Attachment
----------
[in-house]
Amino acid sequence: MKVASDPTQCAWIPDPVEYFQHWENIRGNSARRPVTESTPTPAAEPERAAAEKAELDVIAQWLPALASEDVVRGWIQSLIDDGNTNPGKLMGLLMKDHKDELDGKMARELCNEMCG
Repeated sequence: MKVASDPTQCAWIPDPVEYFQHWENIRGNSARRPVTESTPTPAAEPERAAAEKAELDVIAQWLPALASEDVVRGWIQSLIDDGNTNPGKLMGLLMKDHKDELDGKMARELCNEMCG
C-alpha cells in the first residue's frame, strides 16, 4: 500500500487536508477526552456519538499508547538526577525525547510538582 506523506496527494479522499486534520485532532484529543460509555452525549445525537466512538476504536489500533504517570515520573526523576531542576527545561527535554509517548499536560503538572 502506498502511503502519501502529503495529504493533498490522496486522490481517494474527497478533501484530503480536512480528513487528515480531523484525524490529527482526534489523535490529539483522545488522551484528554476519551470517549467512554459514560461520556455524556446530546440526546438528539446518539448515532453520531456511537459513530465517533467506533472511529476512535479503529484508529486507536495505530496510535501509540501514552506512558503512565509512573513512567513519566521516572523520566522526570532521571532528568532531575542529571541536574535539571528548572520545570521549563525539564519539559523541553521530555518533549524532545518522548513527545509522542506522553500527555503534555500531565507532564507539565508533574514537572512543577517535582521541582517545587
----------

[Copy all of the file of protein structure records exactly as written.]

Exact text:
[in-house]
Amino acid sequence: MKVASDPTQCAWIPDPVEYFQHWENIRGNSARRPVTESTPTPAAEPERAAAEKAELDVIAQWLPALASEDVVRGWIQSLIDDGNTNPGKLMGLLMKDHKDELDGKMARELCNEMCG
Repeated sequence: MKVASDPTQCAWIPDPVEYFQHWENIRGNSARRPVTESTPTPAAEPERAAAEKAELDVIAQWLPALASEDVVRGWIQSLIDDGNTNPGKLMGLLMKDHKDELDGKMARELCNEMCG
C-alpha cells in the first residue's frame, strides 16, 4: 500500500487536508477526552456519538499508547538526577525525547510538582 506523506496527494479522499486534520485532532484529543460509555452525549445525537466512538476504536489500533504517570515520573526523576531542576527545561527535554509517548499536560503538572 502506498502511503502519501502529503495529504493533498490522496486522490481517494474527497478533501484530503480536512480528513487528515480531523484525524490529527482526534489523535490529539483522545488522551484528554476519551470517549467512554459514560461520556455524556446530546440526546438528539446518539448515532453520531456511537459513530465517533467506533472511529476512535479503529484508529486507536495505530496510535501509540501514552506512558503512565509512573513512567513519566521516572523520566522526570532521571532528568532531575542529571541536574535539571528548572520545570521549563525539564519539559523541553521530555518533549524532545518522548513527545509522542506522553500527555503534555500531565507532564507539565508533574514537572512543577517535582521541582517545587